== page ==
The 19th-Century 'the age of coal' opened the world through steam ships and railways. The 20th-Century 'the age of oil' has freed humankind from the limits of their physique and the force of elements through powered flights, personalized transport and the like offered by availability of cheap energy. The dawn of the 21st-Century 'the age of information' should free the mind and imagination. Science is concerned with discovering facts and studying the relationships of phenomena. Technology is concerned with using scientific knowledge and scientific methods to fulfill commercial needs. The Technology Management optimally manages and blends science and technology elements to its maximum towards innovation in the industrial world of progress.
Technology is the stock of relevant knowledge that allows new techniques to be derived and includes both product and process know-how. Product technology covers the ideas embodied in the product and its constituent components. Process technology encompasses the ideas involved in the manufacture of a product.

[...] In order to develop effective marketing strategies, firms must have a solid understanding of how and why customers make purchase decisions for high-tech products and innovations. Process of Customer Purchase Decisions: Problem Recognition: Need recognition can be stimulated by internal bottleneck exists in the order fulfillment process) or external (advertising) stimuli. Information Search: This takes the form of identification of alternatives for solving the problem. The buyer may utilize personal sources, commercial sources, public sources, or experiential sources. Evaluate Alternatives: Evaluation of alternatives for high-tech products and innovations follows Everett Rogers' framework for the evaluation and adoption of innovations. [...]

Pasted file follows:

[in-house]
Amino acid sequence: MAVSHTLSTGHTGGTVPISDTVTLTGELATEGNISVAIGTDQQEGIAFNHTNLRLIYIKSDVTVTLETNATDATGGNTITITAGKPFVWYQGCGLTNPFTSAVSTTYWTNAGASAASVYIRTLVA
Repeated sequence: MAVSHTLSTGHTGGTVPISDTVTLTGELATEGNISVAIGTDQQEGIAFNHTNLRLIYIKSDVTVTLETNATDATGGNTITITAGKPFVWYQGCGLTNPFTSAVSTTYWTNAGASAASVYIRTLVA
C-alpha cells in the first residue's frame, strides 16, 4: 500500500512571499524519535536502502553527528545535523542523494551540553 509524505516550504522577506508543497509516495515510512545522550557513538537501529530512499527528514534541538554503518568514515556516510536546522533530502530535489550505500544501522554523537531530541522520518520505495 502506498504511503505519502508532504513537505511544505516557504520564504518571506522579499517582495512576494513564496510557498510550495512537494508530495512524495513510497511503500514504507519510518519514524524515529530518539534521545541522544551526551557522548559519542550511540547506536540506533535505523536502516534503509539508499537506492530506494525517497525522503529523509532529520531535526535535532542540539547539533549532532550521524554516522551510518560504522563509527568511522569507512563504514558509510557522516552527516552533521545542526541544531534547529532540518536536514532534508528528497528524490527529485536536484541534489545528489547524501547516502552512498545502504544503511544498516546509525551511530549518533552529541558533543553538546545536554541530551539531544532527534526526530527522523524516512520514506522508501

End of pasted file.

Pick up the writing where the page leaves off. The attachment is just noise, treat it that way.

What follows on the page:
[...] Framework for High-tech Marketing Decisions: Marketing- 4 Ps and Internet High-tech Firms Customers Internal Considerations: Understanding customers: Strategic Market Planning High-tech research Core competencies/ Core rigidities Forecasting Market orientation Customer Decision Making Relationship marketing Adoption/ Diffusion of innovations R&D Marketing interactions Target Marketing Societal, Ethical, and Regulatory Concerns Marketing Mix- 4 Ps: Product: Companies have to develop capability to focus on the core technology upon which the company's long-term success depends. The core technology is visible to the outsiders in the form of products and services. [...]

[...] High risk: The decision maker in relation to technology marketing feels burden of high risk. With technology itself being intangible, more complex, and with shorter the life cycle, the risk becomes greater. Long transfer period & procedural complexity: Technology transfers are more complex than the transfer procedure of general products and often take a long period of time. Importance of time management: With the shortening of technology life cycles and the rapid increase in development speed, efficient time management is more important. [...]